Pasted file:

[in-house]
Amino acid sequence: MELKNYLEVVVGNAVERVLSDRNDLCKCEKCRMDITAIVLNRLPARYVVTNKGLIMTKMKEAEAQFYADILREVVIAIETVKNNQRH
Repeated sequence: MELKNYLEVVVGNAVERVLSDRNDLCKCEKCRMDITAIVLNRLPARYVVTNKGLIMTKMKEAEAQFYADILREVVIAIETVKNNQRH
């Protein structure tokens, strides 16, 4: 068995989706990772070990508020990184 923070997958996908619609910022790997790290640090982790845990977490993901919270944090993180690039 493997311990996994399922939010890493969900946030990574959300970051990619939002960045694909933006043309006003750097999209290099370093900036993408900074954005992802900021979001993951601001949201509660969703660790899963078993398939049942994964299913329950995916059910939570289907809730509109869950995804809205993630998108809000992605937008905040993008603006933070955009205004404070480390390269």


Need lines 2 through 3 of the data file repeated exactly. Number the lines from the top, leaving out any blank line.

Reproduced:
Amino acid sequence: MELKNYLEVVVGNAVERVLSDRNDLCKCEKCRMDITAIVLNRLPARYVVTNKGLIMTKMKEAEAQFYADILREVVIAIETVKNNQRH
Repeated sequence: MELKNYLEVVVGNAVERVLSDRNDLCKCEKCRMDITAIVLNRLPARYVVTNKGLIMTKMKEAEAQFYADILREVVIAIETVKNNQRH